And of the $112.3 million the Phils already have committed to the 2013 payroll, $45 million that that is owed to two pitchers, Cliff Lee ($25 million) and Roy Halladay ($20 million). If the Phils re-sign Hamels, it's not a stretch to turn that to $65 million of $132.3 million committed to three starting pitchers in 2013.
Having three of baseball's best pitchers is all well and good, and as Amaro has said numerous times, "Pitching rules the day." But as you may have noticed, the Phils are currently having trouble scoring runs, and even when Howard and Utley return, the lineup is not getting any younger, so you can't expect the offense as whole will ever return to its 2007-2009 form.
But back to the Giants...
Within the New York Times' story, Baer says the Giants do have the flexibility to allot a large portion of the team's salary to its two, All-Star starting pitchers because of an influx of other, cheaper, homegrown talent.
As the Times' story pointed out, the Giants started two promising young players on Opening Day in first baseman Brandon Belt and shortstop Brandon Crawford (each will make less than $500,000 this season). The Giants also have top outfield prospect Gary Brown not too far away from the big leagues.
You can afford to pay two pitchers close to $50 million annually when you have other, productive players on the roster making less than $1 million annually. It's a necessary balancing act for major league teams.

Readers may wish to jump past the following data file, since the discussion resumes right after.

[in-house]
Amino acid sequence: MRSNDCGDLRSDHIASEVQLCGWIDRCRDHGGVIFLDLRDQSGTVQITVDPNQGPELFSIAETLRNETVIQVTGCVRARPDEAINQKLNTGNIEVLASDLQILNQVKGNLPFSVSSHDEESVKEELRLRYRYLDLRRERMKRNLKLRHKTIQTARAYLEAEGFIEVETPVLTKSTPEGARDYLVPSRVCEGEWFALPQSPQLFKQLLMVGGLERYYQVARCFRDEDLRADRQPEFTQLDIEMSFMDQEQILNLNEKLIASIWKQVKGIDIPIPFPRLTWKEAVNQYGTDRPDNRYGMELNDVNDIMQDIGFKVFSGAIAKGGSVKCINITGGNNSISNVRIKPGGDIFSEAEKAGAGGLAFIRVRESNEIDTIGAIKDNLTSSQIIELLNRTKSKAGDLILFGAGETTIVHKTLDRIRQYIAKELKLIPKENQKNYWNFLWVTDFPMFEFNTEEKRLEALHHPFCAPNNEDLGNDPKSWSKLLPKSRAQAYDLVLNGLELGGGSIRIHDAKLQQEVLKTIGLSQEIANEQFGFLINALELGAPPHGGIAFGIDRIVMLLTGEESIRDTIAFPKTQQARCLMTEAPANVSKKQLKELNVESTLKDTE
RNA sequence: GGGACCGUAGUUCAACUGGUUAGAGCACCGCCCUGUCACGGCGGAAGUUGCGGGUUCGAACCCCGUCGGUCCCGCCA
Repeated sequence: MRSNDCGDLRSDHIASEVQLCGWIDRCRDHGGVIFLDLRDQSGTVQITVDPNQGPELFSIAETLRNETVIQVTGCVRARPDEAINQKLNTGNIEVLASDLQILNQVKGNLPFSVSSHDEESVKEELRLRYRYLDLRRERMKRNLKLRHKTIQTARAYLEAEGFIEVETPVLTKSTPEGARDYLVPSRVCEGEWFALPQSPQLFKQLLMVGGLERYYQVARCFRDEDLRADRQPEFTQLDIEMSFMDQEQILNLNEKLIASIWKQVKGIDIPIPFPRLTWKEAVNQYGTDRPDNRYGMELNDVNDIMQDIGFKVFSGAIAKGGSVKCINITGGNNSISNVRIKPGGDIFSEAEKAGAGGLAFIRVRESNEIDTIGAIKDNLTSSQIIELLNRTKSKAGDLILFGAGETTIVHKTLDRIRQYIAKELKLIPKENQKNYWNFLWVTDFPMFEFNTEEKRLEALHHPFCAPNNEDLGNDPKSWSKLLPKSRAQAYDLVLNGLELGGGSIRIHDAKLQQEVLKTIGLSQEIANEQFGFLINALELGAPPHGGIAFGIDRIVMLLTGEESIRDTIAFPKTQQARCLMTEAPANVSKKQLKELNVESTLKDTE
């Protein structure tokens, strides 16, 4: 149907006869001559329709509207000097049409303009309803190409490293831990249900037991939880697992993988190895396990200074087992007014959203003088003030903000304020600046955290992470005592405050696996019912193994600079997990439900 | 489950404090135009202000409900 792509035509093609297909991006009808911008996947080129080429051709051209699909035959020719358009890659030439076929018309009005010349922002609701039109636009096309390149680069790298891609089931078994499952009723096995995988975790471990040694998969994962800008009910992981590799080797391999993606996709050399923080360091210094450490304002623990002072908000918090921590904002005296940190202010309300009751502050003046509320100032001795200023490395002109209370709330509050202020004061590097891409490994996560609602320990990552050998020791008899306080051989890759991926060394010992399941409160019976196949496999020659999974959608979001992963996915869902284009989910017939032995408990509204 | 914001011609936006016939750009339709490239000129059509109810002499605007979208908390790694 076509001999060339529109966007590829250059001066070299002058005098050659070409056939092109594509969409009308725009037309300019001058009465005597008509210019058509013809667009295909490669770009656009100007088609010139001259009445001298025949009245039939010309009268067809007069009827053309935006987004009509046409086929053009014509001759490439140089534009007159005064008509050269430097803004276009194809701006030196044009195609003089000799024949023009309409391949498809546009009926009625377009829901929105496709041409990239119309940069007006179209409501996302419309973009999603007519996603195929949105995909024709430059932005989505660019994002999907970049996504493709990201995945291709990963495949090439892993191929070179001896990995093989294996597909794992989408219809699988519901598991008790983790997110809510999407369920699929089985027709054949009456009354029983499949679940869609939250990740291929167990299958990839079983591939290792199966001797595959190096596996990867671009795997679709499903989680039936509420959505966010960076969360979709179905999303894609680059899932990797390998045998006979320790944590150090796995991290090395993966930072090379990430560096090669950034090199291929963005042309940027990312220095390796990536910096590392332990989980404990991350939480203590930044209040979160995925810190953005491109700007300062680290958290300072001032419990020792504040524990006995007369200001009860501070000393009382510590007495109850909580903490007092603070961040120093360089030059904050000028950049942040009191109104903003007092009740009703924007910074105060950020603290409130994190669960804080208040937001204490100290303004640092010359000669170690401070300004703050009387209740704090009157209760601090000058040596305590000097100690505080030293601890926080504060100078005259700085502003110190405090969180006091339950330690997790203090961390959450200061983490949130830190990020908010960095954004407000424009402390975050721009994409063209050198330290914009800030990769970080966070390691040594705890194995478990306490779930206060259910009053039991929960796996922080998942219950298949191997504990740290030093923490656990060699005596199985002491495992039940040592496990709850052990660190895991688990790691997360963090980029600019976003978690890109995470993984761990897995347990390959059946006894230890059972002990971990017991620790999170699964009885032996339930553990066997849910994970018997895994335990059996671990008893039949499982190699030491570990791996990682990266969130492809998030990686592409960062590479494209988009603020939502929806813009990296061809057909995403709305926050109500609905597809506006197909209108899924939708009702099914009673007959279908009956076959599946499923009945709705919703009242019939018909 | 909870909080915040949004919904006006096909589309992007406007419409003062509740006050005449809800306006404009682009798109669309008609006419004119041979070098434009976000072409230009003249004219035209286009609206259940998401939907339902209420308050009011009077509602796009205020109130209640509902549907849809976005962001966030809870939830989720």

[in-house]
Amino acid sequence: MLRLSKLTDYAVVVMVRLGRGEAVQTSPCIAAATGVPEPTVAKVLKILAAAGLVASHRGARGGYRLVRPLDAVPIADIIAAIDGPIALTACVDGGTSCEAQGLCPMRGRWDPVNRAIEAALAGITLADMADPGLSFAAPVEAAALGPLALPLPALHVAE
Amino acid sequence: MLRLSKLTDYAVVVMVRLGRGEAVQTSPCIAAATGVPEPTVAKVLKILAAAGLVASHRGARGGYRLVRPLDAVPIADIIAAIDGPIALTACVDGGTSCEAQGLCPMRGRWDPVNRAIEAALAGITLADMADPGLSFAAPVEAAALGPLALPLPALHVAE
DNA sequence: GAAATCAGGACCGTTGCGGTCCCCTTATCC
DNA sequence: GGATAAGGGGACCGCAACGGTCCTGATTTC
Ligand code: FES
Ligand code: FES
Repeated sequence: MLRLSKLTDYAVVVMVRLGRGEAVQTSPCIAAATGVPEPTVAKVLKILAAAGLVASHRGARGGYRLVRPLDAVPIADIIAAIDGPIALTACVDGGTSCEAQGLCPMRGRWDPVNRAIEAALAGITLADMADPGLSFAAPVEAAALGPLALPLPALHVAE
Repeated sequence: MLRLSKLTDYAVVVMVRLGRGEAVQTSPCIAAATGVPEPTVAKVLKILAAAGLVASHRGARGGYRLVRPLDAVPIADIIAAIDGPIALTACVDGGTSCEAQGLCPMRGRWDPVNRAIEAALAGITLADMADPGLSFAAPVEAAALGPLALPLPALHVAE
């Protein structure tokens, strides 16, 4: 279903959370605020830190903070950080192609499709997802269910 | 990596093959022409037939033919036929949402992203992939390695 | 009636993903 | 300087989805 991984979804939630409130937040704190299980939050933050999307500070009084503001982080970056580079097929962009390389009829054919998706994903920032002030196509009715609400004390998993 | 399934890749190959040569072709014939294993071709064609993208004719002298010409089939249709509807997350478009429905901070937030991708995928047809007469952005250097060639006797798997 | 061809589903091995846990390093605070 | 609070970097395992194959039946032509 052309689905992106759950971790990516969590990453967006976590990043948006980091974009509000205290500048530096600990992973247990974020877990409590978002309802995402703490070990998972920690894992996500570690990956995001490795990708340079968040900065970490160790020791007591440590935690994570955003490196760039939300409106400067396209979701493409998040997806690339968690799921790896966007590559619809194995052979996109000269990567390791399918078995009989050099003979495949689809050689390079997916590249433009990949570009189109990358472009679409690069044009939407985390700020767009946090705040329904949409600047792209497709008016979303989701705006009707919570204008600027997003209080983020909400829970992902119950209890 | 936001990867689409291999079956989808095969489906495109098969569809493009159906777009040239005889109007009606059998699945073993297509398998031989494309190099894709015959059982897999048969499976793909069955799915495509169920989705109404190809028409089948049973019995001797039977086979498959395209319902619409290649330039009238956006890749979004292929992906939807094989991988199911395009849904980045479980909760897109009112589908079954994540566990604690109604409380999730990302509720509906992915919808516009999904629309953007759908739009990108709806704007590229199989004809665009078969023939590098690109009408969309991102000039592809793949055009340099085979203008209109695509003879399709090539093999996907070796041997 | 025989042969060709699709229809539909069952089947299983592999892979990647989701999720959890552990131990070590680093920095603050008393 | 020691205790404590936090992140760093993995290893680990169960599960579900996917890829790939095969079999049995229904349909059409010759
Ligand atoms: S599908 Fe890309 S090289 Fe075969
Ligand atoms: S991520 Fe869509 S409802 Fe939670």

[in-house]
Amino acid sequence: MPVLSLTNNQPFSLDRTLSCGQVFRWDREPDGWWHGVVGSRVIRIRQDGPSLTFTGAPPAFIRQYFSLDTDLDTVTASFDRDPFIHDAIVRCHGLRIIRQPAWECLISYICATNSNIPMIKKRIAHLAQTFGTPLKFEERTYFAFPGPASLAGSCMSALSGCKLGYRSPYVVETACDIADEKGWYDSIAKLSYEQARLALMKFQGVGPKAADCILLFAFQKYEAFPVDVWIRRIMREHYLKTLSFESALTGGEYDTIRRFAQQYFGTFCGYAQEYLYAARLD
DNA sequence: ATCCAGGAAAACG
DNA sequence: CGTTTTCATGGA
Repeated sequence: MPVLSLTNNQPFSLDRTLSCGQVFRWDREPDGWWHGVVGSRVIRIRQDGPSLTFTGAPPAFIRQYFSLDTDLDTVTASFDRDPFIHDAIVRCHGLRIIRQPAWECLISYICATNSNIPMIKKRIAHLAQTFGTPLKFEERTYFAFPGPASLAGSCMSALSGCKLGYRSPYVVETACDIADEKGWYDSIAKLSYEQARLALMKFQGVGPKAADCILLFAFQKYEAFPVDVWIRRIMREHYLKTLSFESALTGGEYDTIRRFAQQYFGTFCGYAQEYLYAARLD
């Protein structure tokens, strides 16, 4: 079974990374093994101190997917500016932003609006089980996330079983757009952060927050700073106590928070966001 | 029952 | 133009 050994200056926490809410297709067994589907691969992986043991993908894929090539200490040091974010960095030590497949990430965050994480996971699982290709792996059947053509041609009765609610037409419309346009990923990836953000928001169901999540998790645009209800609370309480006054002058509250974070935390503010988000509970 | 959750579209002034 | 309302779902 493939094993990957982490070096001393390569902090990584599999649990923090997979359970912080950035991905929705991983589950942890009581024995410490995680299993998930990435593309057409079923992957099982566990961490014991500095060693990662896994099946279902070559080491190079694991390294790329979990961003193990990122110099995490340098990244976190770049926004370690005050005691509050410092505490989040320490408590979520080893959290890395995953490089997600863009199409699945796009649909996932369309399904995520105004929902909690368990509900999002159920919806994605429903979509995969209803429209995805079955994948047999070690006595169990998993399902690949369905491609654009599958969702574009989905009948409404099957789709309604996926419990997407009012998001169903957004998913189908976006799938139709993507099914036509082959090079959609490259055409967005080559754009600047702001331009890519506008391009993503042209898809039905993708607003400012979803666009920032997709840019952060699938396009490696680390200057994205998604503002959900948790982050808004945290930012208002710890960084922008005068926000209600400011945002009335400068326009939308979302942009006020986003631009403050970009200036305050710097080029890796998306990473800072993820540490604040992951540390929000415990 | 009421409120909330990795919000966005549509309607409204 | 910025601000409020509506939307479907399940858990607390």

“You’ve got to create cycles where, as some guys get into free-agent status, you can support them with other guys in their early years,” Baer told the New York Times.
And therein lies the biggest problem with the Phillies, an issue much larger than a 1-3 record through the season's first four games: the Phils do not have the luxury of the same influx of major league-ready, young, cheap rookies ready to take over for aging veterans to help balance to payroll budget.
Domonic Brown was supposed to lead that new wave.
But instead of seeing Brown replace Jayson Werth a year ago, the Phils first had to turn to an inexpensive-but-not-capable option in Ben Francisco before giving in and acquiring another high-payroll player in Hunter Pence. Instead of seeing Brown replace Raul Ibanez this year, the Phils signed a fringe starter in Laynce Nix, mostly because he was an inexpensive option that could provide a left-handed hitting insurance option to John Mayberry Jr.
Similarly, the Phils' chose to re-sign Rollins to a long-term, hefty contract ($38 million guaranteed) in part because they didn't feel Freddy Galvis was a major-league ready option. They also doled out $50 million to closer Jonathan Papelbon, which wouldn't be necessary if you had a homegrown, major league-ready, back-of-the-bullpen arm ready to take over for Ryan Madson.
After watching Monday's home opener, with the offense continuing to struggle and Cole Hamels becoming a victim once again of low run support, you can't help but think about how those two forces could continue to work against each other in the future.
The Phils want to bring back Hamels. But can they afford to, with an offense sorely in need of healthy, capable and productive players?